The exchange rate of the yuan has been stabilizing due to the gradual release of depreciation pressure, and there is no market force to trigger massive capital outflows, China’s foreign exchange regulator said Thursday.
“Since August, the central parity rates of the yuan against the US dollar has lost about 4 percent. The yuan also lost various degrees of value against euro, Japanese yen and British pound. The pressure of depreciation has almost all been released,” said Wang Yungui, an official with the State Administration of Foreign Exchange.
China had a surplus of $365.6 billion in foreign trade in the first eight months this year, while making use of more than $80 billion of foreign investment. In general, there was about a $50 billion monthly surplus in the country’s balance of payments. “This surplus is a basic guarantee for the yuan not to lose value,” Wang said.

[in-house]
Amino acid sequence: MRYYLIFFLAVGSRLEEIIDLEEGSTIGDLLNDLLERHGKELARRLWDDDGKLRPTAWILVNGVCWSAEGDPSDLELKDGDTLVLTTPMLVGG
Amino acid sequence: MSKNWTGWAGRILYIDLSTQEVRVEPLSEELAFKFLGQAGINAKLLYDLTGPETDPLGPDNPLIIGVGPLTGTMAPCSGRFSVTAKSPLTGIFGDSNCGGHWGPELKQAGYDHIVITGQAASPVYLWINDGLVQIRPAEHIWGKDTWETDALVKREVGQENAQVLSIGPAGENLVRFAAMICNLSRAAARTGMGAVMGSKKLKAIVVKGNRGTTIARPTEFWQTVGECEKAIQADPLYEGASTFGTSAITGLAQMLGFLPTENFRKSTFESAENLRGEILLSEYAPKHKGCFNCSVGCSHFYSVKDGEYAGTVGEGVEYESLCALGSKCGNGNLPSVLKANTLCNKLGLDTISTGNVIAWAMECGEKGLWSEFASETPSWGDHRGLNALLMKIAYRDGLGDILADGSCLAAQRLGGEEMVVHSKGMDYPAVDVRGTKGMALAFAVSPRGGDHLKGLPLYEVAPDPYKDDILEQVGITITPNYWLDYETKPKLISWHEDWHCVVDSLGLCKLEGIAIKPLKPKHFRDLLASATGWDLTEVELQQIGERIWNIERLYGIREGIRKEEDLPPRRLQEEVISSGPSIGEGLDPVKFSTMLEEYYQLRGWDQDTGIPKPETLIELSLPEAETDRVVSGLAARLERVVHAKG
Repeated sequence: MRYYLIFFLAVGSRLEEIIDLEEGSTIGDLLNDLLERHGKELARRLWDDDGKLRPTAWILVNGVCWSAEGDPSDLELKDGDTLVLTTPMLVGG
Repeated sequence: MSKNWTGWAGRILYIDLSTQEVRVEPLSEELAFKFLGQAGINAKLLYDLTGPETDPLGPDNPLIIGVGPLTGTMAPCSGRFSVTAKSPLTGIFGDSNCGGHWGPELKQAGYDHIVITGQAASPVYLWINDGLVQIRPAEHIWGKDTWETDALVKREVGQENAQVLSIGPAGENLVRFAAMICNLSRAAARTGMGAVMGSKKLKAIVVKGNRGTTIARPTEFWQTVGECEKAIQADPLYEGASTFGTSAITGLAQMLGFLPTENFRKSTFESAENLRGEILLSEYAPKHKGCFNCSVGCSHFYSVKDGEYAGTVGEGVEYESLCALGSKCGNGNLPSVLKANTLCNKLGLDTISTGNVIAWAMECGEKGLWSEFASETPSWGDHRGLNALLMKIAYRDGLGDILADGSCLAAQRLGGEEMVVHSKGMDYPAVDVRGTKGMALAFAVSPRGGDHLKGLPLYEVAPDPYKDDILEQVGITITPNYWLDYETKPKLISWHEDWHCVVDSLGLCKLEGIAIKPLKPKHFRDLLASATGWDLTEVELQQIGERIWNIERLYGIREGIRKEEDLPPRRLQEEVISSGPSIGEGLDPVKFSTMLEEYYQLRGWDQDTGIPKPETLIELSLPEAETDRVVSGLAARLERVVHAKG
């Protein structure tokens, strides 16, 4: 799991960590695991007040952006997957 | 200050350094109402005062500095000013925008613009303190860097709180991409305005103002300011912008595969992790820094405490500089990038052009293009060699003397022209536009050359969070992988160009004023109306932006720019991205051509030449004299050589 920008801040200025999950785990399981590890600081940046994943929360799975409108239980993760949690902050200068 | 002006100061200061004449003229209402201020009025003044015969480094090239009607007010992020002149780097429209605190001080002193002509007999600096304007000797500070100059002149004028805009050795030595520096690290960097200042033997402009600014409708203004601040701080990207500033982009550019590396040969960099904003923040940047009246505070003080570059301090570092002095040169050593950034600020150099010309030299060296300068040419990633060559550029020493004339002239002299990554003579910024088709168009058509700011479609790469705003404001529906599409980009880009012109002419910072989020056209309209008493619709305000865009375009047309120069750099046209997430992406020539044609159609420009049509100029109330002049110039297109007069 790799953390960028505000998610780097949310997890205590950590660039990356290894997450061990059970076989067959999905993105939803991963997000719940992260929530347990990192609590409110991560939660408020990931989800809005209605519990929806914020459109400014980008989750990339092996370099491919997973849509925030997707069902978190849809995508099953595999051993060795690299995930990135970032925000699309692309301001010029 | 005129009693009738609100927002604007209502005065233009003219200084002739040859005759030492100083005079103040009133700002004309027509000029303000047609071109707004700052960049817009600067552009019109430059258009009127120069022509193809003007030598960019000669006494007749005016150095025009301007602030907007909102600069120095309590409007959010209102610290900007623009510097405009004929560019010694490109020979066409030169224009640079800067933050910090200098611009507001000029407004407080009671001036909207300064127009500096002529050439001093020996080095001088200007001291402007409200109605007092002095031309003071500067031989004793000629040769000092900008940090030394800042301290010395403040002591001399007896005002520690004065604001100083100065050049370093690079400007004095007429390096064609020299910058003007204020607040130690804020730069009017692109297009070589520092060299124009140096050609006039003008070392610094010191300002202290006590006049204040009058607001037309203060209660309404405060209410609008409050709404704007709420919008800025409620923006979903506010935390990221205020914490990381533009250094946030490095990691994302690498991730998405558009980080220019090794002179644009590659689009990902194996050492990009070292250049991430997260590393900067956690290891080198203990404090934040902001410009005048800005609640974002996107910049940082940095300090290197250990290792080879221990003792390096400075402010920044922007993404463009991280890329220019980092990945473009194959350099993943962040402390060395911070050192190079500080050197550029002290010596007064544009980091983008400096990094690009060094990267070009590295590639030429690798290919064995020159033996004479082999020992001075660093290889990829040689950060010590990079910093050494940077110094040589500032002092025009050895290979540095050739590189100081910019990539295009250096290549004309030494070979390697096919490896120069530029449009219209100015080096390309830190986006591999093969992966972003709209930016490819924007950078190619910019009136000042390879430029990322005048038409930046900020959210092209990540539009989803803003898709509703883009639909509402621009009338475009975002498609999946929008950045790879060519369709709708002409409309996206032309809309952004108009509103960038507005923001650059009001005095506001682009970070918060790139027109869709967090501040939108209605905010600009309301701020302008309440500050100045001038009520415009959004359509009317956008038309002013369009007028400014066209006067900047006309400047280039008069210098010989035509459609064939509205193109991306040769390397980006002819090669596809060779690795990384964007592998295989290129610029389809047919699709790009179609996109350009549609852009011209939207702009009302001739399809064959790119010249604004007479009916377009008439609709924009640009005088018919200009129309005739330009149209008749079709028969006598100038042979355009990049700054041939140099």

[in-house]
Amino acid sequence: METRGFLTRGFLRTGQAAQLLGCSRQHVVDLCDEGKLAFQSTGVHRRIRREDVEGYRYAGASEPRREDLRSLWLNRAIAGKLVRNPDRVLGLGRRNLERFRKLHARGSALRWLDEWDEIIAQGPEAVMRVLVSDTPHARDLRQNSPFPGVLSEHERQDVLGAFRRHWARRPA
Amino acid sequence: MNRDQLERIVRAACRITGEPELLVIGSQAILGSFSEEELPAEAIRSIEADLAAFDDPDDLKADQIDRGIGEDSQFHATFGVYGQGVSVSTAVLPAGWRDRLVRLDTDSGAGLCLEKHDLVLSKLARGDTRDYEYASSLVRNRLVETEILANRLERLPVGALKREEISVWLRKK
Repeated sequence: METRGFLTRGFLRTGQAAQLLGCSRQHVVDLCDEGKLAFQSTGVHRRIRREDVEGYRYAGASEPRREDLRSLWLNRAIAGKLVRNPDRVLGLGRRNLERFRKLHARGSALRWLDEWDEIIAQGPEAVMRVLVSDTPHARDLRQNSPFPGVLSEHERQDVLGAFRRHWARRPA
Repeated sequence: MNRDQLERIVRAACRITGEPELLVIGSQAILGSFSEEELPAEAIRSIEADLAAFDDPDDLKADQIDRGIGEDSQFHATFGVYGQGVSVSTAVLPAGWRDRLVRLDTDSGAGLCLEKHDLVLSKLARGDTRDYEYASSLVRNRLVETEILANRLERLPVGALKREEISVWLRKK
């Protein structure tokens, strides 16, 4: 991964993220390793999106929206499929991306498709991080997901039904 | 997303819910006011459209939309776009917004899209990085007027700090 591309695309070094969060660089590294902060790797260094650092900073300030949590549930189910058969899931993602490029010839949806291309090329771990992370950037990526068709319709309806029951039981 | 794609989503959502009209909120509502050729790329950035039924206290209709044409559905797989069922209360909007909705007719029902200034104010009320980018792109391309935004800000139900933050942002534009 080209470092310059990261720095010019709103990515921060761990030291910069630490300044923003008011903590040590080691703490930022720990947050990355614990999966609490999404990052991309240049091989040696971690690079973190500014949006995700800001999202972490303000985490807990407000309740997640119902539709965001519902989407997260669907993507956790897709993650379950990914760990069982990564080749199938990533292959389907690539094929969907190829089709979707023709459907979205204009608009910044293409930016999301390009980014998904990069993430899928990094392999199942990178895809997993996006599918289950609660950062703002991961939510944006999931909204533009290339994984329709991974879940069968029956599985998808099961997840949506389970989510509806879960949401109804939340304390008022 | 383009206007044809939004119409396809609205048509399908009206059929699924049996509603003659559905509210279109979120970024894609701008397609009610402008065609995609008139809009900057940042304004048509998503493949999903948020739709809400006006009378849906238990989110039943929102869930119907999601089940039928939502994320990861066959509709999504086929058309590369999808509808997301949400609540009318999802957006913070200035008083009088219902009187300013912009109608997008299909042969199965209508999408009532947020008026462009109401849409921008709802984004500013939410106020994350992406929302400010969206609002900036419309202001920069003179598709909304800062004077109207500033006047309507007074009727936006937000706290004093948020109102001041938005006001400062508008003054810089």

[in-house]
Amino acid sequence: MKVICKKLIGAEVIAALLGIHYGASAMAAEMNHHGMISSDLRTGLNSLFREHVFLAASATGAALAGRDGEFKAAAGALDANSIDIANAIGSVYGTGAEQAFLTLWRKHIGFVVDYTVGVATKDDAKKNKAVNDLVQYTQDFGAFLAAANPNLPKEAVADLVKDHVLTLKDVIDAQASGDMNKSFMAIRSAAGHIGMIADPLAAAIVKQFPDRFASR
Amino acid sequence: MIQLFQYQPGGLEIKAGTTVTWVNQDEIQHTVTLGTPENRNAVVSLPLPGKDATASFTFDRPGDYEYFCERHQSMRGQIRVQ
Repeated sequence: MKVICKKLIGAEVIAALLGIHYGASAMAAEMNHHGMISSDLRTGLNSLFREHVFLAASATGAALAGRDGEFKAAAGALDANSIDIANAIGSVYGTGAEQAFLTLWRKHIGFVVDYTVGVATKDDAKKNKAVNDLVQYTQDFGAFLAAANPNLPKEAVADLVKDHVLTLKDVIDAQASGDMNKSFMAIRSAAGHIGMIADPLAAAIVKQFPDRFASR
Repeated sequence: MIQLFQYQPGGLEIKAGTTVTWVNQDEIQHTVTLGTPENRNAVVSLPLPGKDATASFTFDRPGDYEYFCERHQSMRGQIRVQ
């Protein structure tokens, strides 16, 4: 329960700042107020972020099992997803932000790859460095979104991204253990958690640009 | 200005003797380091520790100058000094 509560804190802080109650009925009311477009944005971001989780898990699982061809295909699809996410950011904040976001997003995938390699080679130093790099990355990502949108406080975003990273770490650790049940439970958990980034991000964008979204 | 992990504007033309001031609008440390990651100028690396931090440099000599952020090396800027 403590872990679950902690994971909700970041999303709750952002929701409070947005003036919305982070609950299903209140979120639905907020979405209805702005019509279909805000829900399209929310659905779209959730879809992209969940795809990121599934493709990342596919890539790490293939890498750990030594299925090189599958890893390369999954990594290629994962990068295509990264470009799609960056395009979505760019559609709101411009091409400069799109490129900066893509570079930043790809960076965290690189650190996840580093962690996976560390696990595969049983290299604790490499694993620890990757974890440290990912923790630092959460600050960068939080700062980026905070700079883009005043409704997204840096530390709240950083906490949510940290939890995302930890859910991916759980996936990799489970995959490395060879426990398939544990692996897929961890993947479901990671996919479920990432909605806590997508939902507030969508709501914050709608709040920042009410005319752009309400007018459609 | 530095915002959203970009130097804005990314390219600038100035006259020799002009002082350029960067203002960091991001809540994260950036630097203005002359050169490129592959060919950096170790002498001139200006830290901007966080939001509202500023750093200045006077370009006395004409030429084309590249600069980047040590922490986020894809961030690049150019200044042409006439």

Also, China’s 7 percent growth rate means a high return for investment, which will retain capital and attract more foreign investment.
Statistics show that the spot and forward foreign exchange transactions in China’s banks grew to more than $90 billion in August; the outflow of capital through banks grew to more than $70 billion. By the end of August, Chinese financial institutions had $667.4 billion of foreign exchange deposits.
Wang said it shows that China has been moving more foreign reserves from the State pool to the tens of thousands of smaller pools. The foreign reserve wealth is becoming more diversified, which is in line with the country’s reforms to allow the market to play a bigger role in allocating foreign exchange.
Wang said the cross-border capital flows did fluctuate recently, but not dramatically. The latest monitoring shows that the banks’ purchase and sales of foreign exchanges have been on the decrease, and market anxiety has been returning back to normal levels. (The Daily Mail – People’s Daily news exchange item)
Sep 24, 2016 0
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